Workshop Outline:


      • Science of rabbit vision (20 minutes)
      • Participant visual exercises (20 minutes)
      • Discussion (15 minutes)



      • Overview of established rabbit social structure (20 minutes) 
      •  Live rabbit interaction with ongoing discussion (45 minutes)   



      • Overview of problem solving tasks (20 minutes)
      • Participant problem solving activities (20 minutes)
      • Discussion (20 minutes)



      • Research on dolphin intelligence and vocalization (20 minutes)
      • Participants categorize dolphin behavior (20 minutes)
      • Discussion (20 minutes)


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Sara Waller is an Associate Professor of Philosophy at Montana State University, where she teaches courses on animal cognition, canid vocalization and the evolution of consciousness, logic, and philosophy of astrobiology. Her research focuses on the relationship between vocalizations and the conceptual categories, cognition and communication in non-human animals.  Specifically, she explores the minds, mental states and intelligence of cooperative predators, such as human serial killers, coyotes, wolves, dolphins, and house cats.  She has published in such journals as Cognitive Semiotics, Synthese, and Journal of Cognitive Neuroscience.



    Margo DeMello received her Ph.D. in Cultural Anthropology from U.C. Davis in 1995, and is an adjunct professor in the                      Anthrozoology Masters program at Canisius College. She is also the Human-Animal Studies Program Director for the Animals and Society Institute, and President of House Rabbit Society, an international rabbit advocacy organization. Her books include Stories Rabbits Tell: A Natural and Cultural History of a Misunderstood Creature, Teaching the Animal: Human Animal Studies Across the Disciplines, Speaking for Animals: Animal Autobiographical Writing, Animals and Society: An Introduction to Human-Animal Studies. Her newest book will be the edited collection titled Mourning Animals: Rituals and Practices Surrounding Animal Death.



    Robert Mitchell, Ph.D., is Foundation Professor in the Department of Psychology at Eastern Kentucky University. He is the coordinator for both the interdisciplinary Animal Studies program (which he founded with the support of other faculty) and the General Psychology Masters program. He has edited and co-edited books examining a range of psychological topics about animals and children, including deception, pretending, imagination, self-recognition, and spatial cognition, produced a monograph on the history of psychological studies of great apes, and published numerous articles and book chapters on the psychology of animals and on human-animal interaction. He has studied animals of several species, including dolphins, apes, monkeys, sea lions, dogs, and humans, and has also written extensively on the relations among self-recognition, imitation, and understanding other minds. He is working on a book about the history of ideas about using anthropomorphism to understand animals in science, and is collaborating on studies of Galapagos sea lions, focusing on their play and their interactions with people.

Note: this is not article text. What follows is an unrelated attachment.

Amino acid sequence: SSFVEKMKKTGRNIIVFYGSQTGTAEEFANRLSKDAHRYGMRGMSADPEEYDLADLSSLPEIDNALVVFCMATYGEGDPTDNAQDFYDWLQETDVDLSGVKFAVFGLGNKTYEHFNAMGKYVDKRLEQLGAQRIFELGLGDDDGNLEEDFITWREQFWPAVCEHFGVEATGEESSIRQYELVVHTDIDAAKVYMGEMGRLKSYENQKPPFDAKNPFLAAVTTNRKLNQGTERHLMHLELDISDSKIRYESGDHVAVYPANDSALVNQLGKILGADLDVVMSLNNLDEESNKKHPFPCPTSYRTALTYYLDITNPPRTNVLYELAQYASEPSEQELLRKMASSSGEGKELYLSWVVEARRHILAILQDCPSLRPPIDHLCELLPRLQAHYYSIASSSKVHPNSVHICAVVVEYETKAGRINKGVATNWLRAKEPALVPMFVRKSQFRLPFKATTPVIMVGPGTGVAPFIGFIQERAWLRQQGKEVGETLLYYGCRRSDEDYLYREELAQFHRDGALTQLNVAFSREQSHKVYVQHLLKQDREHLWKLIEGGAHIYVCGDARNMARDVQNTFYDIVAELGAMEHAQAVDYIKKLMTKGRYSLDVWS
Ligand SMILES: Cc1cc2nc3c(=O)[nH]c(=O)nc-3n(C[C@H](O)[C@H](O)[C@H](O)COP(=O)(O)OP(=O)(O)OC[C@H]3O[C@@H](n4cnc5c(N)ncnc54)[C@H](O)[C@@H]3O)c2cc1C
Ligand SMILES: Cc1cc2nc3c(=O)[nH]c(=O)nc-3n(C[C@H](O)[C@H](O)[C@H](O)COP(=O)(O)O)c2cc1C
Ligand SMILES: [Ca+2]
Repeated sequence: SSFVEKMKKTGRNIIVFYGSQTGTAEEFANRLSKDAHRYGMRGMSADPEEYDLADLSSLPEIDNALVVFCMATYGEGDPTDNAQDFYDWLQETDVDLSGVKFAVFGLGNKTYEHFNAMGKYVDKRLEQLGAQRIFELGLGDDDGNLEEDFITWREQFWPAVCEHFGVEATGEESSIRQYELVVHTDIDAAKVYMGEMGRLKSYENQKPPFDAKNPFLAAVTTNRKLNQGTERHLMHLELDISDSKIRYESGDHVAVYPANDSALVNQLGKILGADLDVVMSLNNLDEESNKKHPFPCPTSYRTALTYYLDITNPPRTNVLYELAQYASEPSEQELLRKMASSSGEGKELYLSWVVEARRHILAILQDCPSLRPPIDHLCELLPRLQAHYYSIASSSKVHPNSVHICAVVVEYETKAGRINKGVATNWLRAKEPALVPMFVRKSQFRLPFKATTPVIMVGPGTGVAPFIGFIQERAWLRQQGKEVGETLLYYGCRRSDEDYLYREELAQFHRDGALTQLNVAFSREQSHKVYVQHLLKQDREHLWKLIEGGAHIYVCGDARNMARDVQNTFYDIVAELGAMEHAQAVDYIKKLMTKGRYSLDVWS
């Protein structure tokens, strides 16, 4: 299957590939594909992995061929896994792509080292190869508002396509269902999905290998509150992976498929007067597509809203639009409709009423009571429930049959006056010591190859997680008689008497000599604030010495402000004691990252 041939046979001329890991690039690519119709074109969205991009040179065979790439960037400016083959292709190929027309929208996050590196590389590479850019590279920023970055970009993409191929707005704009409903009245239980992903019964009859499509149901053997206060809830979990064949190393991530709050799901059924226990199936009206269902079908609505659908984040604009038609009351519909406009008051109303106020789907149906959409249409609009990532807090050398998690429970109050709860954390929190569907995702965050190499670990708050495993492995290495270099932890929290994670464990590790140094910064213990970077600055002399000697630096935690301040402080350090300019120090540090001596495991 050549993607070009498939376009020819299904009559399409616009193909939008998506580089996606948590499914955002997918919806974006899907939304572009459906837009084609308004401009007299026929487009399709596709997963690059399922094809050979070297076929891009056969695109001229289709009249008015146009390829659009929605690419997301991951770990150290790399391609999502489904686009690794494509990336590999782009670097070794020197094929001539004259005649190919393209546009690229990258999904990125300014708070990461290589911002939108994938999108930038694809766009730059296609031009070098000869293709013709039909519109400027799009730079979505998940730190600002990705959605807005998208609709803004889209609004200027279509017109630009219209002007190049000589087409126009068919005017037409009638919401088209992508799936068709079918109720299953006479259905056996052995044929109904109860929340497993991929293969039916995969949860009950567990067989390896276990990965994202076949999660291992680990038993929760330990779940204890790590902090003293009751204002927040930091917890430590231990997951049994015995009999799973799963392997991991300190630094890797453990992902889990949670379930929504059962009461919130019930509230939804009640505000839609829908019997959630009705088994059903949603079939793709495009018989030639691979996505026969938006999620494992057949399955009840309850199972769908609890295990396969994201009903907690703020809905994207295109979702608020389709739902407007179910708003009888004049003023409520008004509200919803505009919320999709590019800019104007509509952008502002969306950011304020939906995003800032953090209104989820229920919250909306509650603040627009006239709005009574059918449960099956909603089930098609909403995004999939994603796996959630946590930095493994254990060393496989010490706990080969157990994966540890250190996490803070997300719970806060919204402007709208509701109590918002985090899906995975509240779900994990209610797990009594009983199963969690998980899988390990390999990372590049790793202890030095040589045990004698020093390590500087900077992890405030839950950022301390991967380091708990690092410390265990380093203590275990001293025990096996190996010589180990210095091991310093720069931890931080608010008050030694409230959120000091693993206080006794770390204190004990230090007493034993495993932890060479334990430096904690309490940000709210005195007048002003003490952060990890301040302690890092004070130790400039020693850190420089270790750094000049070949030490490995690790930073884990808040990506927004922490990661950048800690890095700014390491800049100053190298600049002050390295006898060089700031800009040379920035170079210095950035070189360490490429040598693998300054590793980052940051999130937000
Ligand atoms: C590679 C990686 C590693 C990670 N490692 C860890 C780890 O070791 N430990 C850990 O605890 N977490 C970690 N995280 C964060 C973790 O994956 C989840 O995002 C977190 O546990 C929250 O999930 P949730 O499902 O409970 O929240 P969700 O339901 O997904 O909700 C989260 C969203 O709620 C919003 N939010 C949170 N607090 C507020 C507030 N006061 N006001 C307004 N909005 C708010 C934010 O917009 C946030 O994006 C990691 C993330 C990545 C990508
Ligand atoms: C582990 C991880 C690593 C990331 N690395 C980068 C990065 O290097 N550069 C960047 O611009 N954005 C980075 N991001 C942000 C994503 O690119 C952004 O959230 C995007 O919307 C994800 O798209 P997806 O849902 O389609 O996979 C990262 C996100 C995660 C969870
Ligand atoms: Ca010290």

Julie A. Smith is Associate Professor Emeritus from the Department of Languages and Literatures at the University of Wisconsin, Whitewater.  Her animal-related articles focus on representations of animals’ minds in cultural discourse, particularly in literary works.  This year she will have two articles published, including “Representing Animal Minds in Early Animal Autobiography: Charlotte Tucker's The Rambles of a Rat (1857) and Nineteenth-Century Natural History” (Victorian Literature and Culture) and “Death of a White-Tailed Deer in David Lynch’s The Straight Story (1999) (in Lives Beyond Us: Poems and Essays on the Film Reality of Animals, Sidekick Books).  She is co-editor of Experiencing Animal Minds (Columbia University Press, 2012).  Smith is active in animal rights and animal welfare, founded the Wisconsin chapter of the House Rabbit Society, and maintains a sanctuary of twelve rescued rabbits.   She is currently working on a book which examines six major interpretive problems in rabbit behavior as gateways to understanding rabbit consciousness. 


    Early Workshop Fees:

    TSC Student Registrants                $40 half day

    TSC General Registrants                $60 half day

    General Public - Student - Workshop only $75 half day

    General Public - Workshop only  $125 half day